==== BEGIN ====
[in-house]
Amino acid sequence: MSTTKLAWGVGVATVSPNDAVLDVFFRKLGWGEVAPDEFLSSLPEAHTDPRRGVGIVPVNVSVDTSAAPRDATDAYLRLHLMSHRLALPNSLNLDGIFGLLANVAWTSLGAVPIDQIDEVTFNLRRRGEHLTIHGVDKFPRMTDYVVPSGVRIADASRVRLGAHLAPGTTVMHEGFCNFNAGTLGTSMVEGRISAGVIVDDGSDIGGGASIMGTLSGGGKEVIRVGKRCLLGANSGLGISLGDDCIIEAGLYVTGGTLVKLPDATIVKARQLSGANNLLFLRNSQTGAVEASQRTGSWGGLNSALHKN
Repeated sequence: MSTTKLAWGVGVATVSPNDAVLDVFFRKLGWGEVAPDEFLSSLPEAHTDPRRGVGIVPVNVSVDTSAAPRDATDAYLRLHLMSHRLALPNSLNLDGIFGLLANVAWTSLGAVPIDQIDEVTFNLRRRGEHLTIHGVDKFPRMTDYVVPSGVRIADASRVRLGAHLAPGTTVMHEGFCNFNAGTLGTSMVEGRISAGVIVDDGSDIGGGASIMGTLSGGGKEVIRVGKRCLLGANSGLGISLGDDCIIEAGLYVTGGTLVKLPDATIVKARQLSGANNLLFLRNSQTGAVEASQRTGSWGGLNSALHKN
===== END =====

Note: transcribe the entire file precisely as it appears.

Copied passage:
[in-house]
Amino acid sequence: MSTTKLAWGVGVATVSPNDAVLDVFFRKLGWGEVAPDEFLSSLPEAHTDPRRGVGIVPVNVSVDTSAAPRDATDAYLRLHLMSHRLALPNSLNLDGIFGLLANVAWTSLGAVPIDQIDEVTFNLRRRGEHLTIHGVDKFPRMTDYVVPSGVRIADASRVRLGAHLAPGTTVMHEGFCNFNAGTLGTSMVEGRISAGVIVDDGSDIGGGASIMGTLSGGGKEVIRVGKRCLLGANSGLGISLGDDCIIEAGLYVTGGTLVKLPDATIVKARQLSGANNLLFLRNSQTGAVEASQRTGSWGGLNSALHKN
Repeated sequence: MSTTKLAWGVGVATVSPNDAVLDVFFRKLGWGEVAPDEFLSSLPEAHTDPRRGVGIVPVNVSVDTSAAPRDATDAYLRLHLMSHRLALPNSLNLDGIFGLLANVAWTSLGAVPIDQIDEVTFNLRRRGEHLTIHGVDKFPRMTDYVVPSGVRIADASRVRLGAHLAPGTTVMHEGFCNFNAGTLGTSMVEGRISAGVIVDDGSDIGGGASIMGTLSGGGKEVIRVGKRCLLGANSGLGISLGDDCIIEAGLYVTGGTLVKLPDATIVKARQLSGANNLLFLRNSQTGAVEASQRTGSWGGLNSALHKN